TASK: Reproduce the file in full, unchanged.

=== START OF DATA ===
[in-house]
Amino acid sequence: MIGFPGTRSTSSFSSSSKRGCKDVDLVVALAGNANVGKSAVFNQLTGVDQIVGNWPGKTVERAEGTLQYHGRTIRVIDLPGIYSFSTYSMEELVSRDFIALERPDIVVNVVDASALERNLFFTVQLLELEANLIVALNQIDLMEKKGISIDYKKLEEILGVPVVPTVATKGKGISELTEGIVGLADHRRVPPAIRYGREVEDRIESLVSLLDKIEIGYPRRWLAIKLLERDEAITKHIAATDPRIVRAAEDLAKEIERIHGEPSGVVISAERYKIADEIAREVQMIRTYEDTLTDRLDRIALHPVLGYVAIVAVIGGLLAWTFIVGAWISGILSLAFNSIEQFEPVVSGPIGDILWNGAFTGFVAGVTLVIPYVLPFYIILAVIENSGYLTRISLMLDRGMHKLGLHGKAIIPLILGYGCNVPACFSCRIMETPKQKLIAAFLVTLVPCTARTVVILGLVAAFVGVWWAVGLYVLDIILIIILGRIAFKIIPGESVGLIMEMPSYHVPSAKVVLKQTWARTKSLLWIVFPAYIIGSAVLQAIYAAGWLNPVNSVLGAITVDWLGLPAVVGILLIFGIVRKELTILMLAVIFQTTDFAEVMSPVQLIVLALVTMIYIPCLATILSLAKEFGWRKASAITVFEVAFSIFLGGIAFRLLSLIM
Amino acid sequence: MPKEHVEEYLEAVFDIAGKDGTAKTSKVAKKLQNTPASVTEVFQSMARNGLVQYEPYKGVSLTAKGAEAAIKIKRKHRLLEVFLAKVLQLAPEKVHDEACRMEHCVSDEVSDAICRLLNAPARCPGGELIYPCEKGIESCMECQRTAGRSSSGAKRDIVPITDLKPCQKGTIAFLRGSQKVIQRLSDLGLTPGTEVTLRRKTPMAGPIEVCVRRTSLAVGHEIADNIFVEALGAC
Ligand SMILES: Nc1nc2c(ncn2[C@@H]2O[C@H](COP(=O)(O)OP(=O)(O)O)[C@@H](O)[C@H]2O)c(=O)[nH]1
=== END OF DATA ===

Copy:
[in-house]
Amino acid sequence: MIGFPGTRSTSSFSSSSKRGCKDVDLVVALAGNANVGKSAVFNQLTGVDQIVGNWPGKTVERAEGTLQYHGRTIRVIDLPGIYSFSTYSMEELVSRDFIALERPDIVVNVVDASALERNLFFTVQLLELEANLIVALNQIDLMEKKGISIDYKKLEEILGVPVVPTVATKGKGISELTEGIVGLADHRRVPPAIRYGREVEDRIESLVSLLDKIEIGYPRRWLAIKLLERDEAITKHIAATDPRIVRAAEDLAKEIERIHGEPSGVVISAERYKIADEIAREVQMIRTYEDTLTDRLDRIALHPVLGYVAIVAVIGGLLAWTFIVGAWISGILSLAFNSIEQFEPVVSGPIGDILWNGAFTGFVAGVTLVIPYVLPFYIILAVIENSGYLTRISLMLDRGMHKLGLHGKAIIPLILGYGCNVPACFSCRIMETPKQKLIAAFLVTLVPCTARTVVILGLVAAFVGVWWAVGLYVLDIILIIILGRIAFKIIPGESVGLIMEMPSYHVPSAKVVLKQTWARTKSLLWIVFPAYIIGSAVLQAIYAAGWLNPVNSVLGAITVDWLGLPAVVGILLIFGIVRKELTILMLAVIFQTTDFAEVMSPVQLIVLALVTMIYIPCLATILSLAKEFGWRKASAITVFEVAFSIFLGGIAFRLLSLIM
Amino acid sequence: MPKEHVEEYLEAVFDIAGKDGTAKTSKVAKKLQNTPASVTEVFQSMARNGLVQYEPYKGVSLTAKGAEAAIKIKRKHRLLEVFLAKVLQLAPEKVHDEACRMEHCVSDEVSDAICRLLNAPARCPGGELIYPCEKGIESCMECQRTAGRSSSGAKRDIVPITDLKPCQKGTIAFLRGSQKVIQRLSDLGLTPGTEVTLRRKTPMAGPIEVCVRRTSLAVGHEIADNIFVEALGAC
Ligand SMILES: Nc1nc2c(ncn2[C@@H]2O[C@H](COP(=O)(O)OP(=O)(O)O)[C@@H](O)[C@H]2O)c(=O)[nH]1